Background: Treatment of offenders in forensic mental health is complex. Often, these in- or outpatients have low treatment motivation, suffer from multiple disorders, and have poor literacy skills. eHealth may be able to improve treatment outcomes because of its potential to increase motivation and engagement, and it can overcome the predominant one-size-fits-all approach by being tailored to individual patients.
Objective: To examine its potential, this systematic review studies the way that eHealth has been used and studied in forensic mental health and identifies accompanying advantages and disadvantages for both patients and treatment, including effectiveness.
Methods: A systematic search in Scopus, PsycINFO, and Web of Science was performed up until December 2017. Studies were included if they focused on technological interventions to improve the treatment of forensic psychiatric patients.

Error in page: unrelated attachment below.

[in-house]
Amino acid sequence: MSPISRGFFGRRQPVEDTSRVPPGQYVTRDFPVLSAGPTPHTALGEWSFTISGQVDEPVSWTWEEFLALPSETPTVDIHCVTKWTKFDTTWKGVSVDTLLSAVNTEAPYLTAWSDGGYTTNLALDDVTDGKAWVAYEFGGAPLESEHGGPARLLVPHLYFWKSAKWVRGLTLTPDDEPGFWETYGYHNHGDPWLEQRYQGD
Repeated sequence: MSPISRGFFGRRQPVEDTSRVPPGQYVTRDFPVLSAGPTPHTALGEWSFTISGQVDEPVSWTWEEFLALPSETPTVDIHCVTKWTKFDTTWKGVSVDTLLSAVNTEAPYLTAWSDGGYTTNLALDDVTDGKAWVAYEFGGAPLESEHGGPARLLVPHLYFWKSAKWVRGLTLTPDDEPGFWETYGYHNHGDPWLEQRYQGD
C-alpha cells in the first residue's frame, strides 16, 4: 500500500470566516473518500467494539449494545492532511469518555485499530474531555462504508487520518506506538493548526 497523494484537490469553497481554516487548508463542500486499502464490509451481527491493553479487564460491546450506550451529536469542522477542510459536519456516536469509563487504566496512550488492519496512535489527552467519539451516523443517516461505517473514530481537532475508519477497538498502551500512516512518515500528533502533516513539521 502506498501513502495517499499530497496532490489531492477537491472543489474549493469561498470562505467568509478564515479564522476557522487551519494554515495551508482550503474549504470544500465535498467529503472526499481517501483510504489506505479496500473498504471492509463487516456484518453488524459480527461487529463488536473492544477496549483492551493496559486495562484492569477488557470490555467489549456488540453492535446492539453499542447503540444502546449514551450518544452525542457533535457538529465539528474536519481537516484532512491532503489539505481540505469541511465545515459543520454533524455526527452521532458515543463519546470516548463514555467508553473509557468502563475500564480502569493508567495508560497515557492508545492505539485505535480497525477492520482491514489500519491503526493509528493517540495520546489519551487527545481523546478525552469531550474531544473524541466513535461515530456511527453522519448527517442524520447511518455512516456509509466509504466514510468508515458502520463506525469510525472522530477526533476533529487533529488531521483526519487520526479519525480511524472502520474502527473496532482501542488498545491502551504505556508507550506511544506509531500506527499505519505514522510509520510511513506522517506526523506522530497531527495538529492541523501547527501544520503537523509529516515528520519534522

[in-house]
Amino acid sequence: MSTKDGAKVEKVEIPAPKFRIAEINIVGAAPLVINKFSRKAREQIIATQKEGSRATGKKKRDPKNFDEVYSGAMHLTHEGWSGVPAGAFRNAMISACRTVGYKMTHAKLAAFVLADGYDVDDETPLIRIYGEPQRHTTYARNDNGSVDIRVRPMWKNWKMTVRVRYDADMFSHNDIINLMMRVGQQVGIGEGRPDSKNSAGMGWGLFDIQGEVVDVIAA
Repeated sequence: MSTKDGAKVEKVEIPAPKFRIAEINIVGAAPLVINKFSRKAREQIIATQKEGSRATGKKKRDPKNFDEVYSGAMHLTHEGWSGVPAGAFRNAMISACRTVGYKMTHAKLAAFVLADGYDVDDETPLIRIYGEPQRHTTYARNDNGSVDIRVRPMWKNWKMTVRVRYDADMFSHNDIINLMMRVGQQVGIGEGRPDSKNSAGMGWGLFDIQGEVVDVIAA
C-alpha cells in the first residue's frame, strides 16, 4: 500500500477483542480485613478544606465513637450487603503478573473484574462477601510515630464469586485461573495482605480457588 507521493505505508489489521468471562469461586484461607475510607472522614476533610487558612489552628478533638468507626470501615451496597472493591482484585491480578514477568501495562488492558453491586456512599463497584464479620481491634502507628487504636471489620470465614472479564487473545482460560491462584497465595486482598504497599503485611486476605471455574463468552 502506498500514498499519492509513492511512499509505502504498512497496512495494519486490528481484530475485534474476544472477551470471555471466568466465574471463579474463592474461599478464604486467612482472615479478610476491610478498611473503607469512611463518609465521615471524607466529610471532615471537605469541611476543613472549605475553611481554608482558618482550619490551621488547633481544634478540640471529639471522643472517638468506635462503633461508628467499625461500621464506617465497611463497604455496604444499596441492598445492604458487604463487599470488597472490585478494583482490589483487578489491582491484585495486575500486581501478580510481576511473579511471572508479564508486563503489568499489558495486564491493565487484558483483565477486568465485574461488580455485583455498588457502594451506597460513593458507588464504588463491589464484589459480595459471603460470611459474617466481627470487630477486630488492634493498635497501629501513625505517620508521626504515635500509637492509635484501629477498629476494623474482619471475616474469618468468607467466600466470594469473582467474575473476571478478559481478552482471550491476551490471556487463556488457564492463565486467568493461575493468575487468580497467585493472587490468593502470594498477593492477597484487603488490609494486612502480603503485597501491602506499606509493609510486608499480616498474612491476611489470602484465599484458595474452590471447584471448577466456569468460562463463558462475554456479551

Results: The search resulted in 50 studies in which eHealth was used for treatment purposes. Multiple types of studies and technologies were identified, such as virtual reality, web-based interventions, and videoconferencing. The results confirmed the benefits of technology, for example, the acquisition of unique information about offenders, effectiveness, and tailoring to specific characteristics, but indicated that these are not fully taken advantage of.
Discussion: To overcome the barriers and obtain the benefits, eHealth has to have a good fit with patients and the forensic psychiatric context. It has to be seamlessly integrated in existing care and should not be added as an isolated element. To bridge the gap between the current situation and eHealth’s potential, further research on development, implementation, and evaluation should be conducted.
Hanneke Kip, Yvonne H. A. Bouman, Saskia M. Kelders, and Lisette J. E. W. C. van Gemert-Pijnen
Frontiers in Psychiatry, 21 February 2018